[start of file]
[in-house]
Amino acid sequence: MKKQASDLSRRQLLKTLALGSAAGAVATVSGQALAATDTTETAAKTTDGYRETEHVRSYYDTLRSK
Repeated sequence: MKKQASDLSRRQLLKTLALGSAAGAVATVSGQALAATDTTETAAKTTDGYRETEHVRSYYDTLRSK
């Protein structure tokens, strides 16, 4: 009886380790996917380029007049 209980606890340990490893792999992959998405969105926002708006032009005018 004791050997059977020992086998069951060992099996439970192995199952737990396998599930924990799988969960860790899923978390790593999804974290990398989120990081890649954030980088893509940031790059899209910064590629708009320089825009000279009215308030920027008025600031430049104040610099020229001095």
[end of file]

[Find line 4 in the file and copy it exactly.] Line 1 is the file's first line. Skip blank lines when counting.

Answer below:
């Protein structure tokens, strides 16, 4: 009886380790996917380029007049 209980606890340990490893792999992959998405969105926002708006032009005018 004791050997059977020992086998069951060992099996439970192995199952737990396998599930924990799988969960860790899923978390790593999804974290990398989120990081890649954030980088893509940031790059899209910064590629708009320089825009000279009215308030920027008025600031430049104040610099020229001095």